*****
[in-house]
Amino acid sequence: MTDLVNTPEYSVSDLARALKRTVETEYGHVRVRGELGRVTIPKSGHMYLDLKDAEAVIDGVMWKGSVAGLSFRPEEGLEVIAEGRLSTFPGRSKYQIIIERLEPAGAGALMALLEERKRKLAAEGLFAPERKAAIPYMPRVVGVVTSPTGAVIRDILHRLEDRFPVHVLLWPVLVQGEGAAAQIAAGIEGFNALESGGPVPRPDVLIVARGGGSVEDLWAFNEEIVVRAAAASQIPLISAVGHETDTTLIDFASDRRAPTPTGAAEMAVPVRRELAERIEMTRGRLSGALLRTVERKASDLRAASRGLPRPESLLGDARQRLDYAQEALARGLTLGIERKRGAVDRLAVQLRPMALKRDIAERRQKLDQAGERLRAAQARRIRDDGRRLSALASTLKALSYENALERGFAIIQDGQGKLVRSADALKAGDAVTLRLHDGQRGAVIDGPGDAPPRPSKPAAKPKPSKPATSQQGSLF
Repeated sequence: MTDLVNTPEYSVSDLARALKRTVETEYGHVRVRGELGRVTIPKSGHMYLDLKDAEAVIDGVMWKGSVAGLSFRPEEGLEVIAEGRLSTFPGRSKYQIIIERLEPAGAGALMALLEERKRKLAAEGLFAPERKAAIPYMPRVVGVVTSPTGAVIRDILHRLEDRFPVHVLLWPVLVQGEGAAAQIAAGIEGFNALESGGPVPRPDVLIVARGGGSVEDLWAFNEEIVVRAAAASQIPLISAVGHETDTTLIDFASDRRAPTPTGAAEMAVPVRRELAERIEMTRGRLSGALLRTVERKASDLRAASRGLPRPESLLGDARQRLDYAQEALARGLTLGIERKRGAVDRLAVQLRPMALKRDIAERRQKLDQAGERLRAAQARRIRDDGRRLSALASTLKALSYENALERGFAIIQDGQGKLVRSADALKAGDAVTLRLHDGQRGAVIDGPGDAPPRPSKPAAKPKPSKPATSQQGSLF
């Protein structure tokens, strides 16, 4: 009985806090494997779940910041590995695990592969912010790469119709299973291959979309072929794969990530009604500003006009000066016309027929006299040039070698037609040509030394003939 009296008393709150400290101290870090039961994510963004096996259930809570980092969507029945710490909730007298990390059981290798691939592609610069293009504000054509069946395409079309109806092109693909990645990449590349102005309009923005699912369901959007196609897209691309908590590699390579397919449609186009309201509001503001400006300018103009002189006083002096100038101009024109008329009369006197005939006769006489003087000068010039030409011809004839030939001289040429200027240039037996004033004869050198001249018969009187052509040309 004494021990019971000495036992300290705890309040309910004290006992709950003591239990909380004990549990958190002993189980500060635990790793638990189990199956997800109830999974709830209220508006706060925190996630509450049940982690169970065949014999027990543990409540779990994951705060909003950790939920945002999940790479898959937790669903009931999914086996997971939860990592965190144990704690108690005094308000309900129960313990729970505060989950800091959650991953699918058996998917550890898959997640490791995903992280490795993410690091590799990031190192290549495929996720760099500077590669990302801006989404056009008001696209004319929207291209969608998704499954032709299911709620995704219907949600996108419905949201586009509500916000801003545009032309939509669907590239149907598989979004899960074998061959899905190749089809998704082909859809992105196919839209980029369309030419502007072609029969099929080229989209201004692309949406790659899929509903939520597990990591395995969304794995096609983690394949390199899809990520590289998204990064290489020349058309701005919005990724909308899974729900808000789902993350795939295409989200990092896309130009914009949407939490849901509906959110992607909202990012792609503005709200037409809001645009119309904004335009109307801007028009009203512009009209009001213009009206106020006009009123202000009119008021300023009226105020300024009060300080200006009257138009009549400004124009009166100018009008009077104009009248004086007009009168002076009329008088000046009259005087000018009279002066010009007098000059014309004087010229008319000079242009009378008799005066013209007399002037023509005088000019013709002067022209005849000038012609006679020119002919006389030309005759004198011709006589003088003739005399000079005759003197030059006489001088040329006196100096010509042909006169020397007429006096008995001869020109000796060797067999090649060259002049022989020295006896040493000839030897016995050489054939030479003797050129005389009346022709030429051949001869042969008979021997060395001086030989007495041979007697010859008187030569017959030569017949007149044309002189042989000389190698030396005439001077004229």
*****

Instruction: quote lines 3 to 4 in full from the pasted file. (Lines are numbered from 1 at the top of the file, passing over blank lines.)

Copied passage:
Repeated sequence: MTDLVNTPEYSVSDLARALKRTVETEYGHVRVRGELGRVTIPKSGHMYLDLKDAEAVIDGVMWKGSVAGLSFRPEEGLEVIAEGRLSTFPGRSKYQIIIERLEPAGAGALMALLEERKRKLAAEGLFAPERKAAIPYMPRVVGVVTSPTGAVIRDILHRLEDRFPVHVLLWPVLVQGEGAAAQIAAGIEGFNALESGGPVPRPDVLIVARGGGSVEDLWAFNEEIVVRAAAASQIPLISAVGHETDTTLIDFASDRRAPTPTGAAEMAVPVRRELAERIEMTRGRLSGALLRTVERKASDLRAASRGLPRPESLLGDARQRLDYAQEALARGLTLGIERKRGAVDRLAVQLRPMALKRDIAERRQKLDQAGERLRAAQARRIRDDGRRLSALASTLKALSYENALERGFAIIQDGQGKLVRSADALKAGDAVTLRLHDGQRGAVIDGPGDAPPRPSKPAAKPKPSKPATSQQGSLF
């Protein structure tokens, strides 16, 4: 009985806090494997779940910041590995695990592969912010790469119709299973291959979309072929794969990530009604500003006009000066016309027929006299040039070698037609040509030394003939 009296008393709150400290101290870090039961994510963004096996259930809570980092969507029945710490909730007298990390059981290798691939592609610069293009504000054509069946395409079309109806092109693909990645990449590349102005309009923005699912369901959007196609897209691309908590590699390579397919449609186009309201509001503001400006300018103009002189006083002096100038101009024109008329009369006197005939006769006489003087000068010039030409011809004839030939001289040429200027240039037996004033004869050198001249018969009187052509040309 004494021990019971000495036992300290705890309040309910004290006992709950003591239990909380004990549990958190002993189980500060635990790793638990189990199956997800109830999974709830209220508006706060925190996630509450049940982690169970065949014999027990543990409540779990994951705060909003950790939920945002999940790479898959937790669903009931999914086996997971939860990592965190144990704690108690005094308000309900129960313990729970505060989950800091959650991953699918058996998917550890898959997640490791995903992280490795993410690091590799990031190192290549495929996720760099500077590669990302801006989404056009008001696209004319929207291209969608998704499954032709299911709620995704219907949600996108419905949201586009509500916000801003545009032309939509669907590239149907598989979004899960074998061959899905190749089809998704082909859809992105196919839209980029369309030419502007072609029969099929080229989209201004692309949406790659899929509903939520597990990591395995969304794995096609983690394949390199899809990520590289998204990064290489020349058309701005919005990724909308899974729900808000789902993350795939295409989200990092896309130009914009949407939490849901509906959110992607909202990012792609503005709200037409809001645009119309904004335009109307801007028009009203512009009209009001213009009206106020006009009123202000009119008021300023009226105020300024009060300080200006009257138009009549400004124009009166100018009008009077104009009248004086007009009168002076009329008088000046009259005087000018009279002066010009007098000059014309004087010229008319000079242009009378008799005066013209007399002037023509005088000019013709002067022209005849000038012609006679020119002919006389030309005759004198011709006589003088003739005399000079005759003197030059006489001088040329006196100096010509042909006169020397007429006096008995001869020109000796060797067999090649060259002049022989020295006896040493000839030897016995050489054939030479003797050129005389009346022709030429051949001869042969008979021997060395001086030989007495041979007697010859008187030569017959030569017949007149044309002189042989000389190698030396005439001077004229």